This workshop is centered on the experiences of BIPOC graduate students.
Imposter syndrome is pervasive among graduate students and characterized by students’ belief that they are undeserving of being in graduate school and a feeling that they are “a fraud.”
This often leads to anxiety and depression which makes completing an advanced degree even more daunting. This is particularly salient for some BIPOC graduate students who enter graduate school already feeling that their experiences are not represented by the faculty who teach them and fearing that they will further be underestimated, misunderstood and marginalized.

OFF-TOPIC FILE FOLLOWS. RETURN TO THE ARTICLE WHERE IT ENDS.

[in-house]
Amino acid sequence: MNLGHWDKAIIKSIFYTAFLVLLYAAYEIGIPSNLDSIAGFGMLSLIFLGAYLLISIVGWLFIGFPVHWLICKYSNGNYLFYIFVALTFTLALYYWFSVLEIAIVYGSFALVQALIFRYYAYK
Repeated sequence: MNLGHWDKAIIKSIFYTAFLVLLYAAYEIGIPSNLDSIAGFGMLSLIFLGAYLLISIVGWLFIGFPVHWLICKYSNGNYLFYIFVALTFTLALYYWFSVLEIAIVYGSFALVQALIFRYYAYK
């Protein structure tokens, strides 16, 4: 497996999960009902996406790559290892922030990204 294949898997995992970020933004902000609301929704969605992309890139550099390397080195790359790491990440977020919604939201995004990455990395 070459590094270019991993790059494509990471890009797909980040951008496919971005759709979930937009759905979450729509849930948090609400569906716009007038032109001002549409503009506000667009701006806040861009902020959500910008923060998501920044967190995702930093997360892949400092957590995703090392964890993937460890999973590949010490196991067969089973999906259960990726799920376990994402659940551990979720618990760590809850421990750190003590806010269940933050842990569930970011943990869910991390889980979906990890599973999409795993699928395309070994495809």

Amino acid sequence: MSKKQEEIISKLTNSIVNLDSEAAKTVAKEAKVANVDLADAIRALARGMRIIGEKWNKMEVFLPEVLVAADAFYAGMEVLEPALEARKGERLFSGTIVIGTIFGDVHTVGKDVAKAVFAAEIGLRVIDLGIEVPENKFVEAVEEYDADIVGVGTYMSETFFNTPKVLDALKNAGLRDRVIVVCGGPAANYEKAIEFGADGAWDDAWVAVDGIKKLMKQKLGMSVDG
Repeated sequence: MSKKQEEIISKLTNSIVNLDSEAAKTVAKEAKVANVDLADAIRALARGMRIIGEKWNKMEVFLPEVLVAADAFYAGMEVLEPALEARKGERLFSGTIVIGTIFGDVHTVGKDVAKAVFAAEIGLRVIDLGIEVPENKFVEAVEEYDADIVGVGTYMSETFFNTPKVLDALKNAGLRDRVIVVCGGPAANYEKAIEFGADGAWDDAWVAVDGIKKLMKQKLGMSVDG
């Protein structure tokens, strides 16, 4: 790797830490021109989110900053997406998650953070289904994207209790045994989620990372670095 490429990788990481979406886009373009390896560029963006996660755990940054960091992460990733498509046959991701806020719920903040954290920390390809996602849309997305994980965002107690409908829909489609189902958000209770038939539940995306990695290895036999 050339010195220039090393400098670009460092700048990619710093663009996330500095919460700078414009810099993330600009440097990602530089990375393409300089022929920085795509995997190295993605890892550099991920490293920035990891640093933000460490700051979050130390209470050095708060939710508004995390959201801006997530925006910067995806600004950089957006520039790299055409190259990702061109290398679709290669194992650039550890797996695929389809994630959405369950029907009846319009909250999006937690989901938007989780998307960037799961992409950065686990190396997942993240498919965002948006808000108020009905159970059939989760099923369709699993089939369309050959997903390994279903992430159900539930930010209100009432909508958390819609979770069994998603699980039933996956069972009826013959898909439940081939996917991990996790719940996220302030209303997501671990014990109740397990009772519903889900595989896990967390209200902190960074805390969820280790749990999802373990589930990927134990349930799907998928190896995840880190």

The presenters will discuss how race-based trauma, including racial battle fatigue, police brutality, and intergenerational trauma, compound the challenge for students from these marginalized groups. Participants will have the opportunity to personalize the information presented by discussing strategies to reduce and manage the negative impact of the Imposter Syndrome.
Facilitators: Dr. Daam Barker and Elisa Cameron-Niang, LMHC
Please note that this workshop is open to registered graduate students of the CUNY Graduate Center & Journalism School only.
Register in advance for this meeting using your GC or School of Journalism email address.
Attendees are encouraged to participate in this workshop. Therefore, we ask that you keep your video and audio on especially during the introduction phase.